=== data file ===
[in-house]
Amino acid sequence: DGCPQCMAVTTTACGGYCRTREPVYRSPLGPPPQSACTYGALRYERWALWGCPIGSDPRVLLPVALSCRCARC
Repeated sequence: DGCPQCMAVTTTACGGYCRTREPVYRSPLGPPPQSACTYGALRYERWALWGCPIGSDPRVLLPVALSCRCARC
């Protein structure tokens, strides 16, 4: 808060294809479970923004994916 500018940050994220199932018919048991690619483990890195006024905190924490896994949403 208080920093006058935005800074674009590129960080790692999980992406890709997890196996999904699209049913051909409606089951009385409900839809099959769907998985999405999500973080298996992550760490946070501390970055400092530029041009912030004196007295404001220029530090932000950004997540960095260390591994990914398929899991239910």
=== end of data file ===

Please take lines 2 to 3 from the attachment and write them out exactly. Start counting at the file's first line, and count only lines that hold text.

Amino acid sequence: DGCPQCMAVTTTACGGYCRTREPVYRSPLGPPPQSACTYGALRYERWALWGCPIGSDPRVLLPVALSCRCARC
Repeated sequence: DGCPQCMAVTTTACGGYCRTREPVYRSPLGPPPQSACTYGALRYERWALWGCPIGSDPRVLLPVALSCRCARC